(ANNAPOLIS, MD)—Excrement in local streams and rivers is not limited to big cities such as Baltimore, but is a problem in some suburban and rural areas outside the city, according to water monitoring this summer by the Chesapeake Bay Foundation (CBF). Several popular swimming holes were among the sites where bacteria levels spiked after rainstorms to levels hundreds of times above federal safety standards.
"Clearly, several local governments have a problem with polluted runoff," said Alison Prost, Maryland Executive Director of CBF. "This isn't an abstract problem. It puts the health of residents who swim, wade or come into contact with these waters at risk. Those governments need to work aggressively to reduce polluted runoff, and ensure the health of their residents."
Upon learning of the test results, one couple in Baltimore County worried about their grandchildren swimming in the river in front of their home. A camp director in Harford County kept his children away from a popular swimming hole after storms. The Maryland Department of Environment says as a rule of thumb people should not contact any natural water in the state for 48 hours after a significant storm, because of polluted runoff.
Polluted runoff is water that runs off the land during storms and picks up contaminants. Those pollutants can include human and animal waste from leaking sewer and septic systems, pet waste, and livestock manure. It also can include other types of pollutants, including weed killer, lawn fertilizer, and petroleum residue. The runoff flushes into nearby streams, often with no treatment.
While local governments in populated counties and cities are required by federal and state law to reduce polluted runoff, several local counties have opted in recent years not to collect adequate revenues to address the problem. In recent weeks, several counties have informed the state they plan to do only half the work of reducing polluted runoff required by law. Most counties, as well as Baltimore City, fall far short of complying with goals for upgrading their stormwater systems.
CBF conducted tests in about 40 Maryland streams and rivers this summer in five counties, Baltimore, Carroll, Frederick, Harford and Howard, and in Baltimore City. Most tests were conducted after storms. Additional sites also were tested in Virginia and Pennsylvania. Results of the tests, and a map of the test sites, can be found here.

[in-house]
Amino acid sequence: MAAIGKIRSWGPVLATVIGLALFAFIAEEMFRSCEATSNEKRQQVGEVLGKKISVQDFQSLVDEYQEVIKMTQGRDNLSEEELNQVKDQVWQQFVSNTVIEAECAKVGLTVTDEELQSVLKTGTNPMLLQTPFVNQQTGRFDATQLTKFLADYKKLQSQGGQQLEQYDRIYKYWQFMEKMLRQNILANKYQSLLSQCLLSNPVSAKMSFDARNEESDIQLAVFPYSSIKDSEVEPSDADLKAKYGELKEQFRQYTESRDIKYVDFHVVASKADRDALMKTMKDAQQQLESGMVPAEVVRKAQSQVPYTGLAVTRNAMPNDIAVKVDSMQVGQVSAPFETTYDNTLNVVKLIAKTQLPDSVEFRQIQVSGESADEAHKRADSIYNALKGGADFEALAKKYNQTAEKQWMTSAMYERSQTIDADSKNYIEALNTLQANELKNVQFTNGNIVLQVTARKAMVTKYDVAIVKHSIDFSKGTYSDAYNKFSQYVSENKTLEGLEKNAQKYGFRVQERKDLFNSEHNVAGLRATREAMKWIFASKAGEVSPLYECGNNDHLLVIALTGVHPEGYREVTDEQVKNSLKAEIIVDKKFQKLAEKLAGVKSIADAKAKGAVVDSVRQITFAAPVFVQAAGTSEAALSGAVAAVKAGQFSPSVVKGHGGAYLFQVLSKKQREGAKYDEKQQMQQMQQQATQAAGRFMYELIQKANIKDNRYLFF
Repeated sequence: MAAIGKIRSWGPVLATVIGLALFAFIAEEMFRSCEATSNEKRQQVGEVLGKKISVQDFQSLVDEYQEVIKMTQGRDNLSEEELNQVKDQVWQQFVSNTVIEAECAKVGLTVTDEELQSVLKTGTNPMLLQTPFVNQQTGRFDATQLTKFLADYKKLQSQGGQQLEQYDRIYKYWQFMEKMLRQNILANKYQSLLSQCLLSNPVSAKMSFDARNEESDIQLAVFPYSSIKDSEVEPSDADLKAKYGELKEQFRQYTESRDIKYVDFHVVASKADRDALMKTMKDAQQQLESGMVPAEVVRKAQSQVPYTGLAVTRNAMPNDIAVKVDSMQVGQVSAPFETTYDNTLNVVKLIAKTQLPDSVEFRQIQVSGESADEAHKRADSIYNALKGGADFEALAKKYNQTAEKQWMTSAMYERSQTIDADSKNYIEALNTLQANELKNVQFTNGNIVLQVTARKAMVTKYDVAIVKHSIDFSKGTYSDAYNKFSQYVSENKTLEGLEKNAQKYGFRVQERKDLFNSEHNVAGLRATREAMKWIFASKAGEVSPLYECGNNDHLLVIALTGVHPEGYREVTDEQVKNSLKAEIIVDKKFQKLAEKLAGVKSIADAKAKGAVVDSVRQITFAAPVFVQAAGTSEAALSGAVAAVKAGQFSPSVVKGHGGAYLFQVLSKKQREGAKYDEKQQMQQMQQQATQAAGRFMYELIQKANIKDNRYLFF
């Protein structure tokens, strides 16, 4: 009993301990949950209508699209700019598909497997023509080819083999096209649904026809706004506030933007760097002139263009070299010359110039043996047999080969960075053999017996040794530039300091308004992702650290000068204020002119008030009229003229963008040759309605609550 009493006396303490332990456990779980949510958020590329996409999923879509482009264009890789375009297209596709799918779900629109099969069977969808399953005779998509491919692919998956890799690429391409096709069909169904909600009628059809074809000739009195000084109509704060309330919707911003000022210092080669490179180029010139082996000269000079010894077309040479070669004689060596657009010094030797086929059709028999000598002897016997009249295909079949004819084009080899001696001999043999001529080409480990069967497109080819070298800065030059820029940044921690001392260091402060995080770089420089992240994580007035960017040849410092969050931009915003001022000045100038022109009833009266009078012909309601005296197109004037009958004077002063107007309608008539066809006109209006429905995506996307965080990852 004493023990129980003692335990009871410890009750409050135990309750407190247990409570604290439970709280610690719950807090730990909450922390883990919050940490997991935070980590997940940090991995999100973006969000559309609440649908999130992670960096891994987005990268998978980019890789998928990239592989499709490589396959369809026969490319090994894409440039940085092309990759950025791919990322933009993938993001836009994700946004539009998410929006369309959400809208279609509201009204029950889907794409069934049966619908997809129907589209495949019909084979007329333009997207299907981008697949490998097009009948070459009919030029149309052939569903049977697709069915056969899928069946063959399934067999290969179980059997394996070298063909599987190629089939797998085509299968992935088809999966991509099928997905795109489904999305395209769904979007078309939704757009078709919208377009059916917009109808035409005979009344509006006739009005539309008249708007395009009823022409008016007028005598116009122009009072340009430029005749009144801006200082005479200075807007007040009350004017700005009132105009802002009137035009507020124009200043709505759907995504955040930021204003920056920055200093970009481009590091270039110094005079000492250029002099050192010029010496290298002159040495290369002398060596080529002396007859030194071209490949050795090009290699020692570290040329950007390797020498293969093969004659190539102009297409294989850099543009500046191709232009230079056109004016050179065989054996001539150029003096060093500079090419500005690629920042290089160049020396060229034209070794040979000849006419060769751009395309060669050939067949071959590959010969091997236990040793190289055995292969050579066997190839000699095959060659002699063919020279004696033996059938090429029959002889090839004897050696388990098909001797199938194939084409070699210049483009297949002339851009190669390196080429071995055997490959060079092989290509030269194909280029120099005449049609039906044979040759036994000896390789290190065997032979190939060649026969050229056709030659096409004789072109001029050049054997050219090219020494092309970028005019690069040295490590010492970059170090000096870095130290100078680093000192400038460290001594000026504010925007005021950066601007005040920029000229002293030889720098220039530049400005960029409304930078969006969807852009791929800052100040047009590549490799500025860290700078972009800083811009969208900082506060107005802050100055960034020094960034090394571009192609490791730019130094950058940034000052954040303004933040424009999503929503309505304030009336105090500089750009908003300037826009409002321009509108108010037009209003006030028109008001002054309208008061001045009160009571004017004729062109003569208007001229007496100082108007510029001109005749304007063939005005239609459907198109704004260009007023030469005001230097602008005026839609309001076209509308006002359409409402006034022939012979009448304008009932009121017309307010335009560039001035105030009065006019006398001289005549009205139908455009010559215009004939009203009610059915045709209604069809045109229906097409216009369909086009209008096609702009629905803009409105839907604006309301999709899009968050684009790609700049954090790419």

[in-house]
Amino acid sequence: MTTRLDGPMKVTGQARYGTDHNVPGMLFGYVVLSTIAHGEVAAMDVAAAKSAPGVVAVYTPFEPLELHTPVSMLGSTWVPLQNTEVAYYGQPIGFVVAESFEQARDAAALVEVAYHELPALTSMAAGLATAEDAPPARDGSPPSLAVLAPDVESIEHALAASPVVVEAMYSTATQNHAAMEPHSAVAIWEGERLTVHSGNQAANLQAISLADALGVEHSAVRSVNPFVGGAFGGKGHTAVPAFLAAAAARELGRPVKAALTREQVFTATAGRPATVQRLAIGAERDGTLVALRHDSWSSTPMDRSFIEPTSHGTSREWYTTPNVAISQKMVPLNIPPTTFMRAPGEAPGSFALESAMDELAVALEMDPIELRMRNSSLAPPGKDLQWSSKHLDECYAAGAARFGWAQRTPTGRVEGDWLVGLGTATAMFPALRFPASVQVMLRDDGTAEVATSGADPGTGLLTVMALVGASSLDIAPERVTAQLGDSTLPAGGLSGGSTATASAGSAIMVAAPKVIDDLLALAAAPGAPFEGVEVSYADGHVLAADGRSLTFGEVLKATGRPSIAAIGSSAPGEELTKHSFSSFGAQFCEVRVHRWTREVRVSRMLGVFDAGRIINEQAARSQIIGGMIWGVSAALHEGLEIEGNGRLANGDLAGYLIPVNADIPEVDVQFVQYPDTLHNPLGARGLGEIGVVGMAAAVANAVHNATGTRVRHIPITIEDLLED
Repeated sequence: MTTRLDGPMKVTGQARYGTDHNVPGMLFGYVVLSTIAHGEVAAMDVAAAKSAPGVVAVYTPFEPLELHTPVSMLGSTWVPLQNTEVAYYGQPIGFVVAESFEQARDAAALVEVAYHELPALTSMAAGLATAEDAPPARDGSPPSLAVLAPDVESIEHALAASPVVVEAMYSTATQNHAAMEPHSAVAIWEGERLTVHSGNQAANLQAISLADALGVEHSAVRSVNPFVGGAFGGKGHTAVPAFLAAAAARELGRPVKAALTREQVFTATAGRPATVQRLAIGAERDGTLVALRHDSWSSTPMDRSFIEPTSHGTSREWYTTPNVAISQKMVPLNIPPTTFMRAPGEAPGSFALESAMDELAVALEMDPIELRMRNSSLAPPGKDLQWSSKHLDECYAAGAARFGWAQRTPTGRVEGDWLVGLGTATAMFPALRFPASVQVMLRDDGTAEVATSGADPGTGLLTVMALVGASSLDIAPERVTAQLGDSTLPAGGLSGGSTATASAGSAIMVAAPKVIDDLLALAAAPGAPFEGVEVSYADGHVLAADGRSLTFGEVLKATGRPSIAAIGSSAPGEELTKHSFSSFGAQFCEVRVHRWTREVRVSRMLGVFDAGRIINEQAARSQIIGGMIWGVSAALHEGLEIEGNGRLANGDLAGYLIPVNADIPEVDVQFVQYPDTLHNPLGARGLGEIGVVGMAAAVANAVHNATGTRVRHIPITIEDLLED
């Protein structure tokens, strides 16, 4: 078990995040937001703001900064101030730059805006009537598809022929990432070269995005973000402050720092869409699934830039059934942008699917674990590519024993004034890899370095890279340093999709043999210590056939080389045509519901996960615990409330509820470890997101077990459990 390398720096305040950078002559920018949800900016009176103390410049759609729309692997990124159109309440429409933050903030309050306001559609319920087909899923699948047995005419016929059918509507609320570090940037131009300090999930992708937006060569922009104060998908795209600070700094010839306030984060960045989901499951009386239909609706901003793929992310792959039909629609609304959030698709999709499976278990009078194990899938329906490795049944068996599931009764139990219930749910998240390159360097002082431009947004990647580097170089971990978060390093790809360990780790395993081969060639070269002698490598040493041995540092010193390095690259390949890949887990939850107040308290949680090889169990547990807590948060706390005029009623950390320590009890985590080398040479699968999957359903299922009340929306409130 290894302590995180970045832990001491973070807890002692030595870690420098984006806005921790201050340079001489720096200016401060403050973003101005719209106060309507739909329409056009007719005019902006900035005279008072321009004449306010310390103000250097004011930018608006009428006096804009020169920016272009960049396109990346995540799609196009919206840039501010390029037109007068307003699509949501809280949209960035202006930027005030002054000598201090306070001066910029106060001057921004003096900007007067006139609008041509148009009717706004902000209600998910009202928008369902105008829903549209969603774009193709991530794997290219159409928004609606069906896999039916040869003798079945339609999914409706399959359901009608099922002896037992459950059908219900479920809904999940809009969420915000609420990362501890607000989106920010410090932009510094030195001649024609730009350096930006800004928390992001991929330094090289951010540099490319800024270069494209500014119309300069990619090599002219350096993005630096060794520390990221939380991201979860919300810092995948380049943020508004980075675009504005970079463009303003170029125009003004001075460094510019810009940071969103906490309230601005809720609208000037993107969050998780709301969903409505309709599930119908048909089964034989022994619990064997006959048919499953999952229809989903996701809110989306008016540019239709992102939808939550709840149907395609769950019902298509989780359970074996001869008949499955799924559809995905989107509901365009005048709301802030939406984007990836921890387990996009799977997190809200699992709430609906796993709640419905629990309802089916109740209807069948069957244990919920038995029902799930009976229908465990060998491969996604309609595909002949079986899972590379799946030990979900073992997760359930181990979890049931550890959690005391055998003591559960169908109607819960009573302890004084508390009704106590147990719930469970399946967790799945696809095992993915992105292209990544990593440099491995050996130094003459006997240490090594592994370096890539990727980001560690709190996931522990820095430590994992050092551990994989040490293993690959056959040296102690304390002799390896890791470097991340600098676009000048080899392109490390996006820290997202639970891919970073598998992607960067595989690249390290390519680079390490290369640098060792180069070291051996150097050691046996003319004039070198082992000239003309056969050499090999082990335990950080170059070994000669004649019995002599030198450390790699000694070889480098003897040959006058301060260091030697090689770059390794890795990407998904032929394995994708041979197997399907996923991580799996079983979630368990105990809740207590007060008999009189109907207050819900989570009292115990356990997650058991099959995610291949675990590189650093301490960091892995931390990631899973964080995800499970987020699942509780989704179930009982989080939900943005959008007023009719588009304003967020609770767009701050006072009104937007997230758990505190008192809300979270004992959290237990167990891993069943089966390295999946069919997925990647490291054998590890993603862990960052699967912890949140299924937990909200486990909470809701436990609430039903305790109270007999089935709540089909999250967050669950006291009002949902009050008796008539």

Many sites had bacteria levels above government safety levels even during dry weather. But those levels often spiked after storms when water flushed animal and human waste into nearby creaks. Among sites with high levels were:
- White Marsh Run in Baltimore County had bacteria levels at least 400 times higher than safety standards after a rainstorm of .80 inches on Aug. 2. The stream feeds Bird River where people often swim and kayak, although the bacteria was diluted the further it traveled down the river.
- Glade Run, a rural stream that runs through Walkersville and Walkersville Community Park in Frederick County, had bacteria levels 324 times above safety limits after a .43 inch storm on June 16. Children reportedly played in water not far from the test site.
- Cascade Falls, a popular swimming hole on the Cascade Trail in Patapsco Valley State Park in Howard County, had bacteria levels 304 times higher than safe standards after a rain of one inch on July 5. Bathers were seen in the water when the water sample was collected at the site.
Health experts say swimming or ingesting water from water polluted by bacteria can cause a variety of intestinal illnesses, including stomach aches and diarrhea.
"It's been discouraging. We had no idea that there was this much pollution in the water," said Pete Terry, a resident of Stumpf Road whose home is on Bird River in Baltimore County.
"It's getting to the point where we are so very concerned when we have company or when we have children in the water. We are hesitant to now allow them to go in," said Terry's wife Janet.
The high bacteria counts at these and other area steams were equivalent to, or higher than, levels found in several Baltimore City streams. Baltimore has been the focus of significant media attention for its sewer pipes that leak during storms, resulting in polluted streams and the Inner Harbor, and also sewage sometimes flooding residents' basements. But the CBF tests indicate the problem of excrement in local water could be far more widespread.
CBF is conducting a pilot program in Fredrick County, in conjunction with Hood College, to try to determine the source of the fecal bacteria at test sites in that county. Those findings are expected to be available in September.
"Citizens need to contact their local and state governments and leaders to insist they take more vigorous steps to reduce pollution from animals in streams, failing septic systems and polluted runoff," Prost said. "Cleaning up our streams and rivers will reduce the chances of people getting sick from unhealthy water, and will provide other environmental and economic benefits. Downstream areas such as the Chesapeake Bay also will benefit."